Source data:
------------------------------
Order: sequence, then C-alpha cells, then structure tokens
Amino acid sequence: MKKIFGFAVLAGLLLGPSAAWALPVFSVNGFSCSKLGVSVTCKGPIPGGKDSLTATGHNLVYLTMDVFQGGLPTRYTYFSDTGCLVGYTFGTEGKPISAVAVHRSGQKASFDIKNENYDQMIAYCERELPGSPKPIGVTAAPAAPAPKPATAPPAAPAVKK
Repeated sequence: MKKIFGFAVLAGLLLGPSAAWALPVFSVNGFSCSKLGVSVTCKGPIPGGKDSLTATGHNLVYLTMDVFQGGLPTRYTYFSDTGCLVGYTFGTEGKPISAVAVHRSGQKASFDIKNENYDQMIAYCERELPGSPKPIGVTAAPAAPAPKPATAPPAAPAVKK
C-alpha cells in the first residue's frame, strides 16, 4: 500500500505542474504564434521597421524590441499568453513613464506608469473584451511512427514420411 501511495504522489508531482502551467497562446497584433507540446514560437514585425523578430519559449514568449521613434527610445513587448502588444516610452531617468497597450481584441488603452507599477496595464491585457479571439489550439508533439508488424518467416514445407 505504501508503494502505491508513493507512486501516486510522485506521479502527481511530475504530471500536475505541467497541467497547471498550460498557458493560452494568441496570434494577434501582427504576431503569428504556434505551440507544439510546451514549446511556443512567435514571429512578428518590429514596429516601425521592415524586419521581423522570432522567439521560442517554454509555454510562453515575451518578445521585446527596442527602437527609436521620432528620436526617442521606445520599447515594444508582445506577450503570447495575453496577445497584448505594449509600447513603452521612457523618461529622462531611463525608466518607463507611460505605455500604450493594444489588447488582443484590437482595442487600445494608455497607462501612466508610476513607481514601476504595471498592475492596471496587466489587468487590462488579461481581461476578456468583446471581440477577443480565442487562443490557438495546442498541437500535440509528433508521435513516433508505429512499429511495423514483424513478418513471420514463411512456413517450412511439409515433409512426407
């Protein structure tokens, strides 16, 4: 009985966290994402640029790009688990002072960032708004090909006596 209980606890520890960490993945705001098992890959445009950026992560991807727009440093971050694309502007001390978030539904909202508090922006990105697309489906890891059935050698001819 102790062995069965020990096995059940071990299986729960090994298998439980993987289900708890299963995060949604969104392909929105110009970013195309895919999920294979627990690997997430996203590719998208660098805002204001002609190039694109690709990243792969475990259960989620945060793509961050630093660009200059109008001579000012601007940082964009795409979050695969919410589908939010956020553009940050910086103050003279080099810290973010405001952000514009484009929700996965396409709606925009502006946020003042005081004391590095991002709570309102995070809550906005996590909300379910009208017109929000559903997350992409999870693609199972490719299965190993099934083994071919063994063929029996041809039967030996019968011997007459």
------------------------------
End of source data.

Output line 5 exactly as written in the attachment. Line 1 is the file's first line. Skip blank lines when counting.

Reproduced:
């Protein structure tokens, strides 16, 4: 009985966290994402640029790009688990002072960032708004090909006596 209980606890520890960490993945705001098992890959445009950026992560991807727009440093971050694309502007001390978030539904909202508090922006990105697309489906890891059935050698001819 102790062995069965020990096995059940071990299986729960090994298998439980993987289900708890299963995060949604969104392909929105110009970013195309895919999920294979627990690997997430996203590719998208660098805002204001002609190039694109690709990243792969475990259960989620945060793509961050630093660009200059109008001579000012601007940082964009795409979050695969919410589908939010956020553009940050910086103050003279080099810290973010405001952000514009484009929700996965396409709606925009502006946020003042005081004391590095991002709570309102995070809550906005996590909300379910009208017109929000559903997350992409999870693609199972490719299965190993099934083994071919063994063929029996041809039967030996019968011997007459």